I apologize in advance if this thread duplicates another, but I’ve searched this site about an hour without finding this information.
What is entry level pay at the various GoM OSV / Tug companies? I have a cousin who is looking to change careers after many years of long haul trucking (they’ve had a bad few years), but as a grown ass man with dependents and responsibilities he needs to know if he can financially survive the transition from entry level to AB. Unfortunately I am not even sure what the rates are at my company. Can any of you gentlemen provide some assistance? Examples of the companies I’m most curious about, but feel free to include others:
Thanks in advance for you assistance & patience. If you also know the base AB Special rate at a company that would be helpful as well.
Can you fellas find it in your hearts to please help me find any company hiring entry level with no experience z-card, twic, Safegulf/Safeland, and rigging training? I have been looking for 5 moths and have not gotten any closer than when I first started.
I have gotten several promising leads from my many friends in the industry but my lack of experience is ALWAYS the deal breaker. The HR will always say that they have nothing entry level and to try back in a week or so. Weeks have turned into months and I am desperate here. I am expecting a new addition to my family in 3 month give or take and I new this more than ever.
That was actually in 1998. I guess there’s a trade off now…much harder to get started but much better pay. I remember I used to dream about becoming a 1600gt captain so that I could make $220-$240 a day! I’m sure most of you old timers remember rates a lot lower than that!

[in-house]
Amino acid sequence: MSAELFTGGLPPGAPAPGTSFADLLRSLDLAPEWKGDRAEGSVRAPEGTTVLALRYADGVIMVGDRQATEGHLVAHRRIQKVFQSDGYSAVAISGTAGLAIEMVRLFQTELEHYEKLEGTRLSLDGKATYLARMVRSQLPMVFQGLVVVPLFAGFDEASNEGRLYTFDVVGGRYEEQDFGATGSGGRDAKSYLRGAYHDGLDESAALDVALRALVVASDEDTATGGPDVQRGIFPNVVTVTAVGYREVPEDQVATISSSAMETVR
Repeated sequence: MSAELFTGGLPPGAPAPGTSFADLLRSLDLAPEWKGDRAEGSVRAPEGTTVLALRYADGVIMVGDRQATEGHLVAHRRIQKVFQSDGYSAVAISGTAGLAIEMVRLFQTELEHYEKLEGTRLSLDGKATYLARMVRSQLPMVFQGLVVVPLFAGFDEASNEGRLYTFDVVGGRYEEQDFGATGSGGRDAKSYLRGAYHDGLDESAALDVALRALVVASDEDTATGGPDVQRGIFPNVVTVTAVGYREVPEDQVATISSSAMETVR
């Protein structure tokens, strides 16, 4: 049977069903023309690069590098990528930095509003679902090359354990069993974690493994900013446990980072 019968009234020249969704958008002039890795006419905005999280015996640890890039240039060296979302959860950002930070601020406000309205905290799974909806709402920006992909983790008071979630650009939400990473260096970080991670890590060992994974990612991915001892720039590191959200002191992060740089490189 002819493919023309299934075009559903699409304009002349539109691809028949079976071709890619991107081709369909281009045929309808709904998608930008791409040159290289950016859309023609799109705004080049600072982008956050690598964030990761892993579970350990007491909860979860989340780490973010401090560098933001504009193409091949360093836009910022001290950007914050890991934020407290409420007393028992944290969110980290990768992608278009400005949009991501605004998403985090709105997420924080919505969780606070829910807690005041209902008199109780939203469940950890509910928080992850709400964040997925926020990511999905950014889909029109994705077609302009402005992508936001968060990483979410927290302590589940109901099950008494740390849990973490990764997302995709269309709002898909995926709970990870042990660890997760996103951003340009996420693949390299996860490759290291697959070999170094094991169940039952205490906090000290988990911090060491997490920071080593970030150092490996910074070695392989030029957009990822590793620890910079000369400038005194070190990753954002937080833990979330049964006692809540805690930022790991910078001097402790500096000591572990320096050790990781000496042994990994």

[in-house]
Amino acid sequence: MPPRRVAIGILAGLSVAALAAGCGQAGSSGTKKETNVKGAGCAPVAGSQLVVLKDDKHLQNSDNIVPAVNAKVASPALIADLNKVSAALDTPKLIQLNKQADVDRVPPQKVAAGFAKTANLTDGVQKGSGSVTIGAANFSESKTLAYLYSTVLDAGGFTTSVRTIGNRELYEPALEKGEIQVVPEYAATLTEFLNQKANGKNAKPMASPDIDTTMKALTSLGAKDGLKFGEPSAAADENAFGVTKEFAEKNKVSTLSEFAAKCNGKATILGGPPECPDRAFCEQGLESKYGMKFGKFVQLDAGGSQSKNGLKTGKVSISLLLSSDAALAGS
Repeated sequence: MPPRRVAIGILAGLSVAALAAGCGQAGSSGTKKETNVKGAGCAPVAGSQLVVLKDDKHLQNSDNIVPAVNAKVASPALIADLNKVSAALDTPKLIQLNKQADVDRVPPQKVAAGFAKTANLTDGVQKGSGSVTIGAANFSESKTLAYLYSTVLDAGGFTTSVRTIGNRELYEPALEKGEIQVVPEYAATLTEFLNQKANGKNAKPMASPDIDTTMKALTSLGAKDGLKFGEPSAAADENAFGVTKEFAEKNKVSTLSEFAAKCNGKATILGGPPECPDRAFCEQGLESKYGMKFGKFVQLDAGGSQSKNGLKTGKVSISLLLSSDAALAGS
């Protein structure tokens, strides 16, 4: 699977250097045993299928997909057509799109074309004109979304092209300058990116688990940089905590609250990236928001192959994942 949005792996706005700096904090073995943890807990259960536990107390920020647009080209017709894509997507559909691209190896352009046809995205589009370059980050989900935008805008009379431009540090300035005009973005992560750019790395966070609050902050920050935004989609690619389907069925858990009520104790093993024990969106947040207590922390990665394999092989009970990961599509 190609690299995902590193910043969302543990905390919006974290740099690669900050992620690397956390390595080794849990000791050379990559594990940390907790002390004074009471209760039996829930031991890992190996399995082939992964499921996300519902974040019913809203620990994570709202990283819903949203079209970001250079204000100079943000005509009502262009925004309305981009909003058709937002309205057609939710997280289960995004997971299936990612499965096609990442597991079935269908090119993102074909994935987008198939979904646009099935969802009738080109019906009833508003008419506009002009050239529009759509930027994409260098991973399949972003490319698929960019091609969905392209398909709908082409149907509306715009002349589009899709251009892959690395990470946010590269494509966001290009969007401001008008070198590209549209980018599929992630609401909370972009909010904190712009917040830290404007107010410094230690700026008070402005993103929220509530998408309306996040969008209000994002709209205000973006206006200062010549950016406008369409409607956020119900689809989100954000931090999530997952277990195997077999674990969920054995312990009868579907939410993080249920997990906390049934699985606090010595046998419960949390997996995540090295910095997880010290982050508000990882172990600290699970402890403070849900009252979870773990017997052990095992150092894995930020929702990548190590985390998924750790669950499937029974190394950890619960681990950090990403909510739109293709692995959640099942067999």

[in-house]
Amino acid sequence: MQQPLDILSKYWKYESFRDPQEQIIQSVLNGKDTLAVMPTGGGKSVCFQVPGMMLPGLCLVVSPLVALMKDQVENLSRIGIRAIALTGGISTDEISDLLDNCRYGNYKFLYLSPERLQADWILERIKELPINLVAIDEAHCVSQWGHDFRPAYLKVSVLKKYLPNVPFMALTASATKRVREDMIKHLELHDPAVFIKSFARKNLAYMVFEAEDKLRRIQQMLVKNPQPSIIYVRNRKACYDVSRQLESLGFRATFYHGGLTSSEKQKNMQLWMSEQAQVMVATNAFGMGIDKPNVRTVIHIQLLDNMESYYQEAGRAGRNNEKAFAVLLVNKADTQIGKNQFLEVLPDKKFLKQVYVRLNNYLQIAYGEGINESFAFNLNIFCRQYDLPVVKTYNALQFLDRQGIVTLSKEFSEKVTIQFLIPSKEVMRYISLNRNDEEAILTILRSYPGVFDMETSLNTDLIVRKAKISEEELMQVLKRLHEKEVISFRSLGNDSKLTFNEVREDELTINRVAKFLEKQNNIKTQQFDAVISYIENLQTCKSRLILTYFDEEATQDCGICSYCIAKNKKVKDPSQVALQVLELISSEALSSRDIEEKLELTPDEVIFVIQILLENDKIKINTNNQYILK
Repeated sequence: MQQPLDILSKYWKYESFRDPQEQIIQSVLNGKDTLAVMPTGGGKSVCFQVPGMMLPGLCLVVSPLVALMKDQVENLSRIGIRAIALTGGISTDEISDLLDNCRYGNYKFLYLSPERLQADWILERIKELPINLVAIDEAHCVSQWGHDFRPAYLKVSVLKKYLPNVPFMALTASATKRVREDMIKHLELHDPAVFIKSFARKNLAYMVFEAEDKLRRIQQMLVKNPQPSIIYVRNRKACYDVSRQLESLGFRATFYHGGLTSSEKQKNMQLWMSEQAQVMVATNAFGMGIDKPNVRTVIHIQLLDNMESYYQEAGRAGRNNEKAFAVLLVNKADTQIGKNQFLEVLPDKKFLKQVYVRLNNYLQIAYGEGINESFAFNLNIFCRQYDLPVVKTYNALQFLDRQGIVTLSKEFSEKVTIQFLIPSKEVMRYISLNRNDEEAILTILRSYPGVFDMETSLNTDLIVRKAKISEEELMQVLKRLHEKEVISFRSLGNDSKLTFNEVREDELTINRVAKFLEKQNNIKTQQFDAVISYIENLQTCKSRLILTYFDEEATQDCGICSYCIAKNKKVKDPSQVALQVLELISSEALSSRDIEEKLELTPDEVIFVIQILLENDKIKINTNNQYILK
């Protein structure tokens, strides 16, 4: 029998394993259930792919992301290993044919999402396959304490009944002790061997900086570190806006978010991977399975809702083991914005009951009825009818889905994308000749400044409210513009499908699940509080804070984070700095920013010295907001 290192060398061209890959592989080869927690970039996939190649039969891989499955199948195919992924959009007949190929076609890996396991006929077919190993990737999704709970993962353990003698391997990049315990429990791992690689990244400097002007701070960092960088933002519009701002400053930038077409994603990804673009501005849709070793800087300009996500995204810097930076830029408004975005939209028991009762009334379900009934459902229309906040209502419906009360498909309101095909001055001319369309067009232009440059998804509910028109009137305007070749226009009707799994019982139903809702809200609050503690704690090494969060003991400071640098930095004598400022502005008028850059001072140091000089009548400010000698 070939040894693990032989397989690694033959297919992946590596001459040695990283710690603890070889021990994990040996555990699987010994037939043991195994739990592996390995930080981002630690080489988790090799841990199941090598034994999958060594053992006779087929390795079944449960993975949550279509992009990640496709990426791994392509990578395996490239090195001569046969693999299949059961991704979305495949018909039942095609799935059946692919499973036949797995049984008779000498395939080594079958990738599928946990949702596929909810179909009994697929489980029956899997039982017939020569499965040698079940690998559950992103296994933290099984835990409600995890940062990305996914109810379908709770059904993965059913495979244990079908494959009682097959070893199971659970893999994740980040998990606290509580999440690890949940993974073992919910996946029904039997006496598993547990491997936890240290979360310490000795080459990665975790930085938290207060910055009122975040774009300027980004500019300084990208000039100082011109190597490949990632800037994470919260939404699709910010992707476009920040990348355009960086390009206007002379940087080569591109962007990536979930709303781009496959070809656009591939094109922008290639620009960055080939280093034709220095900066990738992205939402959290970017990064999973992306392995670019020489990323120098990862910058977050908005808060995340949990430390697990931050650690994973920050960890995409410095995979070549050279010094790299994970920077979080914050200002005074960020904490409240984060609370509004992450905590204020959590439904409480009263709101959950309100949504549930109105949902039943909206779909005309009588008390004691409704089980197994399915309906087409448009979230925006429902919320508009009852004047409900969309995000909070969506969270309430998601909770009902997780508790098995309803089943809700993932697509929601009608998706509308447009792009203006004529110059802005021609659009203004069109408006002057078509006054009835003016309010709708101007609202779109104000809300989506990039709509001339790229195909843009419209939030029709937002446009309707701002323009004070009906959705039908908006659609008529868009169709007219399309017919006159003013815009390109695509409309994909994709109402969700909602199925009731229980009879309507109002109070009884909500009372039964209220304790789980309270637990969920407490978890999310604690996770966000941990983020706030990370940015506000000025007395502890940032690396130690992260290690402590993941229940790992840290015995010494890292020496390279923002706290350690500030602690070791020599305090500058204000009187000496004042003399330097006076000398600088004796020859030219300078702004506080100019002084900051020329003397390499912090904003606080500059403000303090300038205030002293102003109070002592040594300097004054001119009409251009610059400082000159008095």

My first wiper job in 91 was $40 a day plus OT. My first QMED job was $65 plus OT. My first QMED job on a mud boat was $80 a day no OT offshore. When I got my license mud boat chief pay was $180 a day in 96.
If a guy with no experience does enough door to door, eventually (probably not after all that long either) he will find some boat job. He can improve his chances by having the basics: driver’s license, TWIC Card, MMC, and Passport. There is some cost and not every employer needs them all, but there is no reason not to get these basic documents. Next, there are some courses that a guy might take, with BST being the most important. Some of the folks at the schools are good sources of job leads. Always ask the employers what you could do to improve your chances. Then after you have done it, go back and let them know. Learn useful basic skills like knots and splices. These days, developing cooking skills and getting something like a safeserv certification might be quite helpful.
I’ve had jobs where I was sometimes involved in hiring, occasionally right off the dock. I always asked the kids on the dock “what sports did you play in high school”? If a kid said the wrestling team, I hired him. I know someone else who likes to hire football players. If an HR guy played varsity basketball, he probably likes to hire basketball players. I once asked a friend why he had hired a particular scrawny guy in his late 20’s… His response was: “he plays the fiddle.” That fiddle player ended up becoming a good captain.
As an O/S in the early '80’s with MSC, my day rate was 29 and change for an 8 hr day. OT was about 7.50. In '94 as an AB with MSC I was getting $6.58 per hr. In '97 when I started at Seabulk I was hired as a Mate for $180. In '03 as Mate with ENSCO. I made $220.